Willow’s Disappearance: Is Nature Outdated?


| 9/10/2010 8:42:06 AM


CindyMurphyBlog.jpgCan anyone tell me what “badot” means? Or the definition of “hoddypeak”? You’d be hard-pressed to find them in any dictionary except those containing curious, outdated or obsolete words.

How about “willow”? There’s at least one well-used dictionary that considered the word outdated, and eliminated it from its pages.

Shannon and the willow 

Keith took Shannon fishing this weekend; she’s become quite the fisherman this summer. When I got home from work Saturday, she excitedly told me all about their morning. “We caught 30 fish, Mom, and I caught way more than Dad.” (He was too busy baiting her hooks to actually do much of his own fishing.) “You should have seen the bass I caught! It was thiiis big,”she said, stretching her arms apart as far as they would go. Yes, she certainly has become quite the fisherman, learning already how to exaggerate the catch. “It was the best day ever!”

And what fishing trip would be complete without trying to catch minnows with your bare hands as they dart in and out between your feet? Shannon is my nature-lover; my outdoorsy girl who would rather play in the dirt than play on the computer. When she visits the nursery were I work, she always heads to her favorite spot – under the huge canopy of the willow. She swings on the rope hanging from this grand tree, out over the pond which has been home to a pair of green herons for the past three years. At our home, she picks blackberries from the vine, little bouquets of the violets and dandelions that make up much of our lawn, and hunts the elusive four-leaved clover for good luck. She watches butterflies sip the nectar from the blooms of flowers, and the little wren hop through the garden. In fall, her wishes come true when she gets the bigger half of two acorns connected together by the stem that we pull apart like a wishbone.      



All of the words in bold in the above paragraph, and throughout this post, along with several other words pertaining to nature, totaling more than 50, have been eliminated from the Oxford Junior Dictionary to make room for tech words such as MP3 player, blog, broadband, voicemail, and chatroom.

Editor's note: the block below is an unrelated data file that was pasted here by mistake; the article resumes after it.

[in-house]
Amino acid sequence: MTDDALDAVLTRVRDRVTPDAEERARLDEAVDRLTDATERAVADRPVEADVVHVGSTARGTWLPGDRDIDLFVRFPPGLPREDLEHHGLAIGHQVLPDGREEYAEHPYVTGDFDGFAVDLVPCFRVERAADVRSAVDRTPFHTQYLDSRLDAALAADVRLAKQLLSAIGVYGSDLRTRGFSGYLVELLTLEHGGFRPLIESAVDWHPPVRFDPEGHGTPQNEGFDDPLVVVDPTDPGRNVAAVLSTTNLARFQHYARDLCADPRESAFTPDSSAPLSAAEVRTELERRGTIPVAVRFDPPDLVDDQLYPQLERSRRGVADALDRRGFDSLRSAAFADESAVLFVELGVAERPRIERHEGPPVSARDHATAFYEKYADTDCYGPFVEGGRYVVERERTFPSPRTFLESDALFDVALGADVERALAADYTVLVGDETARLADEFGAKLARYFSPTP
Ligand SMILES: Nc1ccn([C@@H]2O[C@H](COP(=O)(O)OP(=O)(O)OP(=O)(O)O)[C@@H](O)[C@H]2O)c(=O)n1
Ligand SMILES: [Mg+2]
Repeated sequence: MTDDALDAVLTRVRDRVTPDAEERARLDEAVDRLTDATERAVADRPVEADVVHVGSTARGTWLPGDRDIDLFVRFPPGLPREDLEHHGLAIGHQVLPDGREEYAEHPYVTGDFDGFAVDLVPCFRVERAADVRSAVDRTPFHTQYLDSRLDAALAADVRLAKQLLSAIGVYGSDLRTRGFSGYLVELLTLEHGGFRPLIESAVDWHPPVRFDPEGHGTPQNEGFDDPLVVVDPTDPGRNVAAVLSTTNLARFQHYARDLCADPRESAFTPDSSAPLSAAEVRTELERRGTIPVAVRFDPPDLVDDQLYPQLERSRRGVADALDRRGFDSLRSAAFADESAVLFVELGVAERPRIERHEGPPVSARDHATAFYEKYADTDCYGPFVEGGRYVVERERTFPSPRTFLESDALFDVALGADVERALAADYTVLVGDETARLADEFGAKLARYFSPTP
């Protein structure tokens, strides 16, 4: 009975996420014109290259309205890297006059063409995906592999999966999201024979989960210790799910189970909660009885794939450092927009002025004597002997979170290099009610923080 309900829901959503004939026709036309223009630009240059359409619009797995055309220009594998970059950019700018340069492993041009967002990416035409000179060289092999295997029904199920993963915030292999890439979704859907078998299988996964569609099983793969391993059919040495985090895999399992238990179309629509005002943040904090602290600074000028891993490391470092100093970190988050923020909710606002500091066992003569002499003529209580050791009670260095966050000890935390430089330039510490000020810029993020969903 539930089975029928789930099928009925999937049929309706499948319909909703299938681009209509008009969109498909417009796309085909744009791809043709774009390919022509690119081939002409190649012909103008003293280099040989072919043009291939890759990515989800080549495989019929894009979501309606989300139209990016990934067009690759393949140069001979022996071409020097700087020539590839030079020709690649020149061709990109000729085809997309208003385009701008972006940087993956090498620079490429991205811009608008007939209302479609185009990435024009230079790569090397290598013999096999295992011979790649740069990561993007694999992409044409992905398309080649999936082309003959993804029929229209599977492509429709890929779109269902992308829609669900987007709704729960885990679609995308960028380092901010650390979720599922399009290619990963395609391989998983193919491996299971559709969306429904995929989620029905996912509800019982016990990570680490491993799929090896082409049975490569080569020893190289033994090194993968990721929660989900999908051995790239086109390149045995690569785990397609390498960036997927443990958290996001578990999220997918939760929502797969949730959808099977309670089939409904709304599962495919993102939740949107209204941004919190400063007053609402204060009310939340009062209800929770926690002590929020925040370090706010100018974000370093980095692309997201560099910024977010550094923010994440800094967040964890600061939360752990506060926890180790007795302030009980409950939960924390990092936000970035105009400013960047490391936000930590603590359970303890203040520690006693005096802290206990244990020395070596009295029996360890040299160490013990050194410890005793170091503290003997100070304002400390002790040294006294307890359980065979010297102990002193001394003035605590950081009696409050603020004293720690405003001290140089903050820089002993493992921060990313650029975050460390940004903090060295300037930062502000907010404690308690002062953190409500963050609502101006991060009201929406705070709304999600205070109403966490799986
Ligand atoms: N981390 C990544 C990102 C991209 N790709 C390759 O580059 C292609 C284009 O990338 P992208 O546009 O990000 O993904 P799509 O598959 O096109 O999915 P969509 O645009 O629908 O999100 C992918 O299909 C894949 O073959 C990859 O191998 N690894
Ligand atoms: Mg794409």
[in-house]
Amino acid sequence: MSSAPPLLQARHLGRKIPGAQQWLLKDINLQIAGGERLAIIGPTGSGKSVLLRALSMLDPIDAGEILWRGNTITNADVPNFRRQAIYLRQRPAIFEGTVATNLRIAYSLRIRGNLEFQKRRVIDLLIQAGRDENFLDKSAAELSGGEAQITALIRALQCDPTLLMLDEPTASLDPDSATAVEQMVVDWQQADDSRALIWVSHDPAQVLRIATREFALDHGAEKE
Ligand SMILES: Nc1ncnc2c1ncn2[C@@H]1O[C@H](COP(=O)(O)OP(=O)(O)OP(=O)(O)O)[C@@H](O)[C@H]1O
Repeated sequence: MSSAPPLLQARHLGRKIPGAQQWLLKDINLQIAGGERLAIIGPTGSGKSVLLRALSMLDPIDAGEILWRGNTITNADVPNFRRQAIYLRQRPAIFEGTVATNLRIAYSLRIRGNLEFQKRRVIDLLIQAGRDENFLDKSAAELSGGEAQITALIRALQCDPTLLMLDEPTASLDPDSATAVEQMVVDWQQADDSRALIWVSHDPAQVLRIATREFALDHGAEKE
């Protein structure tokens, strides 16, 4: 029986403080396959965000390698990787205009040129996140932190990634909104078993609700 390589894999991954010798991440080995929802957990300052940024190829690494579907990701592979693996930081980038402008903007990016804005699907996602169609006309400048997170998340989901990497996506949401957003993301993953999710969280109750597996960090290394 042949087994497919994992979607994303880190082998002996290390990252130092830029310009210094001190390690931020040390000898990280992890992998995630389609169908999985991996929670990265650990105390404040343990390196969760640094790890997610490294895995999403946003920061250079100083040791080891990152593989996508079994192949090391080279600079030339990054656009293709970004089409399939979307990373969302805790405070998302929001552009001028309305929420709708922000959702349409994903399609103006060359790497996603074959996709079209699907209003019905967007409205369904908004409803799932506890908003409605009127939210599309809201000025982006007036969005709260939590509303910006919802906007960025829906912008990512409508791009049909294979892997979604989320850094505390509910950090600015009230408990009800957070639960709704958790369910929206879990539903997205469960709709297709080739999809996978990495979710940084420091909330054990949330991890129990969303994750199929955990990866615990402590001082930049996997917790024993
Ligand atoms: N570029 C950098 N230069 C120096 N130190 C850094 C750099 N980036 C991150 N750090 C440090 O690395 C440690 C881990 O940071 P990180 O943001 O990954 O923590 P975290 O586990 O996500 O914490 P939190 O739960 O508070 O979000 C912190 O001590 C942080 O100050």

S.M.R. Saia
9/23/2010 6:22:07 AM

Wow, I found this news both disturbing and apalling. I hadn't heard this. Thanks so much for telling us about it, Cindy. Great post. Shannon


Cindy Murphy
9/13/2010 10:32:14 PM

LMHO. No, Michelle, not always. But then again, we women don't always remember either. There was that the poor clematis he kept pulling, thinking it was a weed. He pulled it on three separate occasions. The last time, he brought it into the house, held it up by the roots, and said, "Uhm...Dear? Was this that thing I wasn't supposed to pull?" We then decided it was best if he stay out of the flower gardens and stuck with vegetables. Unfortunately, I forgot the clematis incident when I asked him to cut down the sapling. What the heck was I thinking? Oz Girl, very cool you've still got that dictionary you won in a spelling bee. Kinda a weird thing, but I collect old dictionaries. The oldest one I have is from the 1880's. It's interesting to me how words (such as hoddypeak) fall out of use after a time. Interesting...but in the case of the words in the Oxford Jr. Dictionary, saddening as well.


Michelle House
9/12/2010 11:28:15 PM

LOL, he seem to be genuinely (????) surprised that you were upset. Men, they don't listen much, do they? LOL.